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How to Invest in Penny Stocks Efficiently

Invest In Penny Stocks

So you want to invest in the stock market? If you do a quick google search for a stock such as Alphabet Inc Class A Shares by googling, for example, NASDAQ: GOOGL, you will see a share price of around 2,736.14.

Buying one share of a company at that price is probably not something you imagined when you first considered investing or “getting into the market.” 

A popular, much cheaper, but significantly riskier way to invest in the stock market is through penny stocks. Here’s how to invest in penny stocks. 

What Are Penny Stocks?

Most regulators and exchanges define penny stocks as stocks with a very low share price. The US SEC (Securities and Exchange Commission) defined a penny stock as any stock with shares trading below $5. Most penny stock traders go for penny stocks under 50 cents because they can buy large volumes of shares.

Some penny stocks trade on big exchanges such as the NYSE, but you can find most of them on the Over the Counter Bulletin Board (OTCBB).

Penny stock companies have a low market cap (total cash value of outstanding shares) and have low liquidity. Large-scale institutional investors generally avoid them.

In fact, institutional investors are usually prohibited by charter from investing in penny stocks. Mutual funds and index funds are also generally not allowed to hold penny stocks. 

Why do institutional investors avoid penny stocks? While some traders out there can be called penny stock titans, they are few and far between. They are an exception, not an indication of the norm.

Here Are the Reasons Big Investors Avoid Penny Stocks

1) Penny Stock Liquidity

In reference to stocks, “liquidity” is how easy it is to move shares. When it comes to penny stocks, it might be challenging to find a buyer. So, investors may experience long periods where they are unable to sell while the price can go down. Imagine buying a ton of apples for your fruit stand and having no one buy apples for weeks. Eventually, the apples are nearly worthless. This could happen with your penny stock. You might only be able to sell below your purchase price, causing you to lose money.

Apples go bad, and stocks can too. A stock may never go up after a massive dip, or the company could be delisted.

In the investment world, this is called “being stuck in an illiquid holding.” You can imagine how much of a nightmare this could be, so be careful.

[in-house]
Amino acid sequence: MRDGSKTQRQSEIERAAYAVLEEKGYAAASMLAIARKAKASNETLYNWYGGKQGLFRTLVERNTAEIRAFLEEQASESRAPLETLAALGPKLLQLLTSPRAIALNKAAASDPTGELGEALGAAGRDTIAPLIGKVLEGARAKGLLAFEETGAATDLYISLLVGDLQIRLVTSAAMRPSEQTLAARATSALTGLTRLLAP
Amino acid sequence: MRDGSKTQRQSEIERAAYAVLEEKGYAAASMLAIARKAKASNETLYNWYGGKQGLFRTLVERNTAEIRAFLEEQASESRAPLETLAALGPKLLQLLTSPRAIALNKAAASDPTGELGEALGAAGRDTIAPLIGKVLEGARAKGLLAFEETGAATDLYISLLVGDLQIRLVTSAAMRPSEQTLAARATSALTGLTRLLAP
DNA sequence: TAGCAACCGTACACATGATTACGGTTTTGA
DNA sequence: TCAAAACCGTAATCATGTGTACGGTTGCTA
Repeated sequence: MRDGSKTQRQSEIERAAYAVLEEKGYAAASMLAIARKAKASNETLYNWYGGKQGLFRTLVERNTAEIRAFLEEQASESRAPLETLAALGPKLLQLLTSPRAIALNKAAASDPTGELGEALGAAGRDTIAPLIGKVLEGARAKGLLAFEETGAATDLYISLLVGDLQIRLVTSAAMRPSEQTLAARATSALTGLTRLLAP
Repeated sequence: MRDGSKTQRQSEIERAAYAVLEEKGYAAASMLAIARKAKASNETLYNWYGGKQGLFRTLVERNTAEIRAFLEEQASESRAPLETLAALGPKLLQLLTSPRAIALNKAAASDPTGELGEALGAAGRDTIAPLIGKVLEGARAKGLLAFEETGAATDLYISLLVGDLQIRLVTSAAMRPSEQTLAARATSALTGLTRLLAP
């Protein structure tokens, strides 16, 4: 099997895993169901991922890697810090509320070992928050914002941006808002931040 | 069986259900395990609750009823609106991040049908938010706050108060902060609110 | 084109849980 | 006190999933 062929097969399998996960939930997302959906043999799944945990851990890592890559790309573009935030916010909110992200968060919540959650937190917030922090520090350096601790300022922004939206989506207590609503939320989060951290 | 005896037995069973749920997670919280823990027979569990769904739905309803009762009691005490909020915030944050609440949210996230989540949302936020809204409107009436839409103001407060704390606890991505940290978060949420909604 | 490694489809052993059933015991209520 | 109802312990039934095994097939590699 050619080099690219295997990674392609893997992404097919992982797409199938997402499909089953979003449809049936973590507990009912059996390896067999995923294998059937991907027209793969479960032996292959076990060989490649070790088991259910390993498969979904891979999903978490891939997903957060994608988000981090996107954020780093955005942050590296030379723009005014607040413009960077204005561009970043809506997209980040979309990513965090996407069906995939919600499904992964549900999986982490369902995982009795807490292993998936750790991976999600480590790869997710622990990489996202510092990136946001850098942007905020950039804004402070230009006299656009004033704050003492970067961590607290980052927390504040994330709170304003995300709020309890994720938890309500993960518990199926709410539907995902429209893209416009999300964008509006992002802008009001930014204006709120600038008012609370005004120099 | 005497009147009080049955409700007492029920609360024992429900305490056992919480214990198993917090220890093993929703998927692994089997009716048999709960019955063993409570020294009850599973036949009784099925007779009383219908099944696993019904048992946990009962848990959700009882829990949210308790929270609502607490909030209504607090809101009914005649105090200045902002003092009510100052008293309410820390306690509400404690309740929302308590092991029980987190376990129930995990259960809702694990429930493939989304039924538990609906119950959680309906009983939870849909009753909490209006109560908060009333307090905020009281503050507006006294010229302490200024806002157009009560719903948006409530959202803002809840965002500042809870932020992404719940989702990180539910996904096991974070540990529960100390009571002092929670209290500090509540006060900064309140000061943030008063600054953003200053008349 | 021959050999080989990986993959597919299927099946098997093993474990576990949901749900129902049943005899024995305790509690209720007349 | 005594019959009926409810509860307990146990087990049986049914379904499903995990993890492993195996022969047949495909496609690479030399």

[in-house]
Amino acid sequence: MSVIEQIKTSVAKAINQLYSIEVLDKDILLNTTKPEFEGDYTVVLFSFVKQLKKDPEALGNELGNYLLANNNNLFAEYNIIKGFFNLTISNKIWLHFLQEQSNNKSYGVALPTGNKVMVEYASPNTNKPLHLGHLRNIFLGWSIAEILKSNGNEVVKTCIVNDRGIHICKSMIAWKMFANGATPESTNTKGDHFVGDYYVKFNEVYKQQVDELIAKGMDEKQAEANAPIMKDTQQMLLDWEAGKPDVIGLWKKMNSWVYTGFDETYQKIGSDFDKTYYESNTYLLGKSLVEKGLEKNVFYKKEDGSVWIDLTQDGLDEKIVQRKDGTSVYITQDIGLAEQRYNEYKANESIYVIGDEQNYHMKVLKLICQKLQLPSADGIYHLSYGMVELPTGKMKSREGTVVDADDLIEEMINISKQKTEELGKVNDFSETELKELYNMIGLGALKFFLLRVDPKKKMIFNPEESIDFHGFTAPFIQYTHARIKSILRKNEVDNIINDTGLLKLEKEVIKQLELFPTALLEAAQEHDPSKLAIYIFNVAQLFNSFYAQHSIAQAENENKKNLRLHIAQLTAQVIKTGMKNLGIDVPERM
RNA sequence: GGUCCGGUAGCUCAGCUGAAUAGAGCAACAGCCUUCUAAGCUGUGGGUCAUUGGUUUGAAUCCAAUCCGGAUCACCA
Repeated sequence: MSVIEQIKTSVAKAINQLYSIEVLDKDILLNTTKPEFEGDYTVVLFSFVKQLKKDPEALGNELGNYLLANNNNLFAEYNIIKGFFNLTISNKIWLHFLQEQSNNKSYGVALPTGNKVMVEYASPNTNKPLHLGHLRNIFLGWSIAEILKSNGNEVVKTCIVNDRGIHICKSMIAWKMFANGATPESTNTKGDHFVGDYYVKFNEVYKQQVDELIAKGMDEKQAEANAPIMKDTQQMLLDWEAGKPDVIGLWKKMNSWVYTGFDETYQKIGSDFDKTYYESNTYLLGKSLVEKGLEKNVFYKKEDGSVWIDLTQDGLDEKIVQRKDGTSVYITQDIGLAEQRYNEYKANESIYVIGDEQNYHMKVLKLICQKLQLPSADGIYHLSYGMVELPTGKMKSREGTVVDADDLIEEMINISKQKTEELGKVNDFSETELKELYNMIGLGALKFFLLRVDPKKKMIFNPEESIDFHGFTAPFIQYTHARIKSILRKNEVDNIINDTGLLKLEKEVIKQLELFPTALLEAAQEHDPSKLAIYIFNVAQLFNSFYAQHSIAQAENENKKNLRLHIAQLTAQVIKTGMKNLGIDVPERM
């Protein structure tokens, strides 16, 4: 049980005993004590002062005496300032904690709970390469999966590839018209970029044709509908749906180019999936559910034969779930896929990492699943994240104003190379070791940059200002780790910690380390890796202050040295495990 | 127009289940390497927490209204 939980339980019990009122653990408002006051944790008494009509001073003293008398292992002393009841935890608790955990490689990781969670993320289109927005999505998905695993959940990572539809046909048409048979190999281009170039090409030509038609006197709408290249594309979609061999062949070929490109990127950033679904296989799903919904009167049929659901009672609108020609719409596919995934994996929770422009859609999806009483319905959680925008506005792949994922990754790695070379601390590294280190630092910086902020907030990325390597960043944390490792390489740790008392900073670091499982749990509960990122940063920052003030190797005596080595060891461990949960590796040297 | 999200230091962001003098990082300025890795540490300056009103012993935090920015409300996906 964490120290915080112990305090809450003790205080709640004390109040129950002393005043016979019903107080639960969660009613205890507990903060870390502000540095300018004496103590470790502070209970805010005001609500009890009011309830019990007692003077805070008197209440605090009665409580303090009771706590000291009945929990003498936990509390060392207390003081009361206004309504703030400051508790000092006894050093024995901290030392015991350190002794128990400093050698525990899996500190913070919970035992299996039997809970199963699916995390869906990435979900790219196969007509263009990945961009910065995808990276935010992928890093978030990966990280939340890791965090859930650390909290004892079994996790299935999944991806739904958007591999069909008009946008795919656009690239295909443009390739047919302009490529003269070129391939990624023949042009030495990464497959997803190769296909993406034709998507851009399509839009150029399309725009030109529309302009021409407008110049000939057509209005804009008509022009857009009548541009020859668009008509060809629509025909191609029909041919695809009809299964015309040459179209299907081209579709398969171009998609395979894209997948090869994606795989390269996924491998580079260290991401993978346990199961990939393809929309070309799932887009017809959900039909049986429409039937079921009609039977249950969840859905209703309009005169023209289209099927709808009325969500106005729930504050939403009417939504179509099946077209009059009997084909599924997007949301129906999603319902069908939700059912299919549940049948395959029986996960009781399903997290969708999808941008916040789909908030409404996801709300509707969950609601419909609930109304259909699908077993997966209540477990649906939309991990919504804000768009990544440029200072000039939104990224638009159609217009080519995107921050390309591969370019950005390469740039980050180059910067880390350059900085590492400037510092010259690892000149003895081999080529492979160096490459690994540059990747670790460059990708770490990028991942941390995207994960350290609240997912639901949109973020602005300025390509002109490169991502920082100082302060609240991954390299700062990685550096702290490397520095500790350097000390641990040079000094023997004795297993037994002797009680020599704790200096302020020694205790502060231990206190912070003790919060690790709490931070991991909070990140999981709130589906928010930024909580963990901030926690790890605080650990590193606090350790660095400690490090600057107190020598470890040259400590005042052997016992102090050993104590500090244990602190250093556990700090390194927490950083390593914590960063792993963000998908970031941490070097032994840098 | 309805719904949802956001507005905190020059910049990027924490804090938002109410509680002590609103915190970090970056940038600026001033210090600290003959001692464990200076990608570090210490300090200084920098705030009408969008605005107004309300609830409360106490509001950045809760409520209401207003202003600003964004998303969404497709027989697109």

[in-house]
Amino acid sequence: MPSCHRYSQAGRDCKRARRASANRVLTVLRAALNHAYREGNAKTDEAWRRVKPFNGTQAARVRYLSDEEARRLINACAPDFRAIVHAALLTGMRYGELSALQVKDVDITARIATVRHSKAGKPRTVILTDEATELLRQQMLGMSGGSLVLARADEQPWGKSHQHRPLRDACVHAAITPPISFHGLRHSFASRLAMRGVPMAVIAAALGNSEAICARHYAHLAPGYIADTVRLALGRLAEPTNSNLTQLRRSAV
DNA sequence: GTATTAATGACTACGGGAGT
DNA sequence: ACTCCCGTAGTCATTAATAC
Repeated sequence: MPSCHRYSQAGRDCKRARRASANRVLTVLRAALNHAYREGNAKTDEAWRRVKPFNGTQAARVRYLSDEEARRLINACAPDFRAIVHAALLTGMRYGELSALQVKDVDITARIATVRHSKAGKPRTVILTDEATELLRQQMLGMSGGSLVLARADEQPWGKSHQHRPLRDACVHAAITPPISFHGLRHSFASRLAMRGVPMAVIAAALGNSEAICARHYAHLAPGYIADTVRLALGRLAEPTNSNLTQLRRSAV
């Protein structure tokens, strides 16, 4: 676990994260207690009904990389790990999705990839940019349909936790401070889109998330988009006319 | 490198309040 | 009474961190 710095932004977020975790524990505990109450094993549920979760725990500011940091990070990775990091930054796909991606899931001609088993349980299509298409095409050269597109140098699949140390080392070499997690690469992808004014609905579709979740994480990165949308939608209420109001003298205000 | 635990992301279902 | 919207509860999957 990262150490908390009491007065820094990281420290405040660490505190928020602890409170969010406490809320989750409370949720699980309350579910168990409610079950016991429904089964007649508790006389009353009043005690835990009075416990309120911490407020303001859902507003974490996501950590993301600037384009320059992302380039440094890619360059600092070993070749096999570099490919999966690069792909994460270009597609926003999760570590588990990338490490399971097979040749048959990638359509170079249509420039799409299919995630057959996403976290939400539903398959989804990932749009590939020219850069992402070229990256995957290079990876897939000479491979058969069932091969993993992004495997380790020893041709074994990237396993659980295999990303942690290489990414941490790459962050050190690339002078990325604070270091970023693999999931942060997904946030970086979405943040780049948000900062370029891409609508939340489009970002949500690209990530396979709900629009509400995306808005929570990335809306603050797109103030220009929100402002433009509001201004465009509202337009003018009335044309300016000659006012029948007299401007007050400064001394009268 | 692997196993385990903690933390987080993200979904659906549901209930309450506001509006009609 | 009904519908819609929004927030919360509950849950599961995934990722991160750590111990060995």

2) A Min Market Cap Rule and Lack of Corporate Governance

Institutional investors are wary of penny stocks because of hazy disclosure practices and corporate governance. Many high-profile investment fraud cases are centered around pump-and-dump schemes using penny stocks. Prior to more robust regulation, many people lost their hard-earned retirement savings to shark “traders” that sold largely empty assets of fake companies. If you want to see a perfect example of this illustrated in cinema, Ben Affleck plays one such “stockbroker” in The Boiler Room

3) Penny Stocks are for “Trading,” not “Long Term Growth Investing”

Finding a future high-growth penny stock is like finding a needle in a barn full of haystacks. The reason for this is simple: most penny stocks will remain as they are — penny stocks. Many will end up bankrupt and divested, which is why anyone who has investing experience will tell you to be extra careful when it comes to penny stocks. Very rarely should a person hold on to a penny stock, but that’s not to say that doing so can never be profitable. 

Many professional investors use penny stocks for trading. Gains of a few cents can mean big profits when stocks are trading under $1 per share. If you buy 1000 shares of a 10-cent stock for $100 and it gains 4 cents in one day, you’ll earn $40 in profit. Imagine that scaled up. Now you understand why penny stocks draw new investors that use high-frequency trading techniques to obtain returns that are impossible to get from manual trading.

4) It’s Easier to Manipulate Penny Stocks

One of the dangers of investing in the stock market, especially in penny stocks, is the influence of prominent traders and influencers. An influx of interest in a stock is often prompted by influencers discussing the stock on the news. Then, the stock may plummet because the company didn’t have good fundamentals. The original buyers purchased low and sold after they pumped the stock. For most security exchanges, this influencer behavior is prohibited, and the penalties are steep, often involving jail time.